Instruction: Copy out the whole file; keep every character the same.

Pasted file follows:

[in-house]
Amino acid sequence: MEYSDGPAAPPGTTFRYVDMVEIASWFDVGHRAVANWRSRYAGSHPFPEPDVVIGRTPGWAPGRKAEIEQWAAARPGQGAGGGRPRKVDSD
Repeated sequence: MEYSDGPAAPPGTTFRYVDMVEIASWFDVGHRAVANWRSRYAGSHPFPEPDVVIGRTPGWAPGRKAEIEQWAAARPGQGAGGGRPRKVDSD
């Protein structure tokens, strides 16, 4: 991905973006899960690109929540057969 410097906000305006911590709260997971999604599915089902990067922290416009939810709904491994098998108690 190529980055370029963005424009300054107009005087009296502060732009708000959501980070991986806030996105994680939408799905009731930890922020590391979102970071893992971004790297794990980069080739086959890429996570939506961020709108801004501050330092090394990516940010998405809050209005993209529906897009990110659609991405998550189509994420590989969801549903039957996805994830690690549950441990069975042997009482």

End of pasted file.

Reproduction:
[in-house]
Amino acid sequence: MEYSDGPAAPPGTTFRYVDMVEIASWFDVGHRAVANWRSRYAGSHPFPEPDVVIGRTPGWAPGRKAEIEQWAAARPGQGAGGGRPRKVDSD
Repeated sequence: MEYSDGPAAPPGTTFRYVDMVEIASWFDVGHRAVANWRSRYAGSHPFPEPDVVIGRTPGWAPGRKAEIEQWAAARPGQGAGGGRPRKVDSD
């Protein structure tokens, strides 16, 4: 991905973006899960690109929540057969 410097906000305006911590709260997971999604599915089902990067922290416009939810709904491994098998108690 190529980055370029963005424009300054107009005087009296502060732009708000959501980070991986806030996105994680939408799905009731930890922020590391979102970071893992971004790297794990980069080739086959890429996570939506961020709108801004501050330092090394990516940010998405809050209005993209529906897009990110659609991405998550189509994420590989969801549903039957996805994830690690549950441990069975042997009482």